and all member classes shall also satisfy these requirements (recursively).
[Example 5: typedef struct { int f() {} } X; // error: struct with typedef name for linkage has member functions — end example]

9.2.5 The friend specifier [dcl.friend]

The friend specifier is used to specify access to class members; see [class.friend].

9.2.6 The constexpr and consteval specifiers [dcl.constexpr]

The constexpr specifier shall be applied only to the definition of a variable or variable template or the declaration of a function or function template.
The consteval specifier shall be applied only to the declaration of a function or function template.
A function or static data member declared with the constexpr or consteval specifier is implicitly an inline function or variable ([dcl.inline]).
If any declaration of a function or function template has a constexpr or consteval specifier, then all its declarations shall contain the same specifier.
[Note 1: 
An explicit specialization can differ from the template declaration with respect to the constexpr or consteval specifier.
— end note]
[Note 2: 
Function parameters cannot be declared constexpr.
— end note]
[Example 1: constexpr void square(int &x); // OK, declaration constexpr int bufsz = 1024; // OK, definition constexpr struct pixel { // error: pixel is a type int x; int y; constexpr pixel(int); // OK, declaration }; constexpr pixel::pixel(int a) : x(a), y(x) // OK, definition { square(x); } constexpr pixel small(2); // error: square not defined, so small(2) // not constant ([expr.const]) so constexpr not satisfied constexpr void square(int &x) { // OK, definition x *= x; } constexpr pixel large(4); // OK, square defined int next(constexpr int x) { // error: not for parameters return x + 1; } extern constexpr int memsz; // error: not a definition — end example]
A constexpr or consteval specifier used in the declaration of a function declares that function to be a constexpr function.
[Note 3: 
A function or constructor declared with the consteval specifier is an immediate function ([expr.const]).
— end note]
A destructor, an allocation function, or a deallocation function shall not be declared with the consteval specifier.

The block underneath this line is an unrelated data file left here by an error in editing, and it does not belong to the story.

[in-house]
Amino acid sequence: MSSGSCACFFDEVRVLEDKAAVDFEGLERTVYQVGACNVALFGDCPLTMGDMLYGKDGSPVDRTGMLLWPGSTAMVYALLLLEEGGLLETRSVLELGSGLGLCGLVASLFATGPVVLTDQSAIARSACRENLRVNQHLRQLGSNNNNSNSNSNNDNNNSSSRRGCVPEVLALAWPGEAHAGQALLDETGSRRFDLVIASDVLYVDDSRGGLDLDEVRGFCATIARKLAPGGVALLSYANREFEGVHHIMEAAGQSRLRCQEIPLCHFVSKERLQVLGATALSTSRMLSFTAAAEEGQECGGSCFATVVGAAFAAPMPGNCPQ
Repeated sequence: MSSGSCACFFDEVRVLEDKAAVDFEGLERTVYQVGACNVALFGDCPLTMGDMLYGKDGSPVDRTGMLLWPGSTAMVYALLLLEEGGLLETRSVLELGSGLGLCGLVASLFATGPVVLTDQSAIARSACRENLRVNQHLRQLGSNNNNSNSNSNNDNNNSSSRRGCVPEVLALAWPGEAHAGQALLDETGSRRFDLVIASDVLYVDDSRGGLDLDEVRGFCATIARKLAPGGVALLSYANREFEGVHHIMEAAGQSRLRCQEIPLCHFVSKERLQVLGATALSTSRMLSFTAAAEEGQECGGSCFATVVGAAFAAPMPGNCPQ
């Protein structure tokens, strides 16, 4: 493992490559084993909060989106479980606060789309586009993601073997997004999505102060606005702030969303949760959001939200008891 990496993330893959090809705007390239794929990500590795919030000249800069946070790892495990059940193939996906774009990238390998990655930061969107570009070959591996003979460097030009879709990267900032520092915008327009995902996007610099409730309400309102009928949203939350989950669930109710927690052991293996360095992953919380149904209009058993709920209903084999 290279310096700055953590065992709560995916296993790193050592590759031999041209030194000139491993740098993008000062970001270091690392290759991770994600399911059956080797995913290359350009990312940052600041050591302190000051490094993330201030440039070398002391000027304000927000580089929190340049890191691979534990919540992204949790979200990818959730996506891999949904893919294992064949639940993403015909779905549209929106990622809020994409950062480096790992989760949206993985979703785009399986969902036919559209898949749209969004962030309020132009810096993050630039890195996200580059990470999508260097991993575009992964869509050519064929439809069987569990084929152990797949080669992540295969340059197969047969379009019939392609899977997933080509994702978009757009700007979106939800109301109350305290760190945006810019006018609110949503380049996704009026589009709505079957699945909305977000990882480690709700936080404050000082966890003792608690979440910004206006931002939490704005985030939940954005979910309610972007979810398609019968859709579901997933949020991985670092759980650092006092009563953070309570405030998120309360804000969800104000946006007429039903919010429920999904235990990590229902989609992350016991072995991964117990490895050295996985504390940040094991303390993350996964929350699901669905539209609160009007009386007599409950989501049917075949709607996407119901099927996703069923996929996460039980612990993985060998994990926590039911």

A function is constexpr-suitable if:
Except for instantiated constexpr functions, non-templated constexpr functions shall be constexpr-suitable.
[Example 2: constexpr int square(int x) { return x * x; } // OK constexpr long long_max() { return 2147483647; } // OK constexpr int abs(int x) { if (x < 0) x = -x; return x; // OK } constexpr int constant_non_42(int n) { // OK if (n == 42) { static int value = n; return value; } return n; } constexpr int uninit() { struct { int a; } s; return s.a; // error: uninitialized read of s.a } constexpr int prev(int x) { return --x; } // OK constexpr int g(int x, int n) { // OK int r = 1; while (--n > 0) r *= x; return r; } — end example]
An invocation of a constexpr function in a given context produces the same result as an invocation of an equivalent non-constexpr function in the same context in all respects except that
[Note 4: 
Declaring a function constexpr can change whether an expression is a constant expression.
This can indirectly cause calls to std​::​is_constant_evaluated within an invocation of the function to produce a different value.
— end note]
[Note 5: 
It is possible to write a constexpr function for which no invocation satisfies the requirements of a core constant expression.
— end note]
The constexpr and consteval specifiers have no effect on the type of a constexpr function.
[Example 3: constexpr int bar(int x, int y) // OK { return x + y + x*y; } // ... int bar(int x, int y) // error: redefinition of bar { return x * 2 + 3 * y; } — end example]
A constexpr specifier used in an object declaration declares the object as const.
Such an object shall have literal type and shall be initialized.
In any constexpr variable declaration, the full-expression of the initialization shall be a constant expression ([expr.const]).
A constexpr variable that is an object, as well as any temporary to which a constexpr reference is bound, shall have constant destruction.
[Example 4: struct pixel { int x, y; }; constexpr pixel ur = { 1294, 1024 }; // OK constexpr pixel origin; // error: initializer missing — end example]

9.2.7 The constinit specifier [dcl.constinit]

The constinit specifier shall be applied only to a declaration of a variable with static or thread storage duration.
If the specifier is applied to any declaration of a variable, it shall be applied to the initializing declaration.
No diagnostic is required if no constinit declaration is reachable at the point of the initializing declaration.
If a variable declared with the constinit specifier has dynamic initialization ([basic.start.dynamic]), the program is ill-formed, even if the implementation would perform that initialization as a static initialization ([basic.start.static]).
[Note 1: 
The constinit specifier ensures that the variable is initialized during static initialization.
— end note]
[Example 1: const char * g() { return "dynamic initialization"; } constexpr const char * f(bool p) { return p ? "constant initializer" : g(); } constinit const char * c = f(true); // OK constinit const char * d = f(false); // error — end example]

9.2.8 The inline specifier [dcl.inline]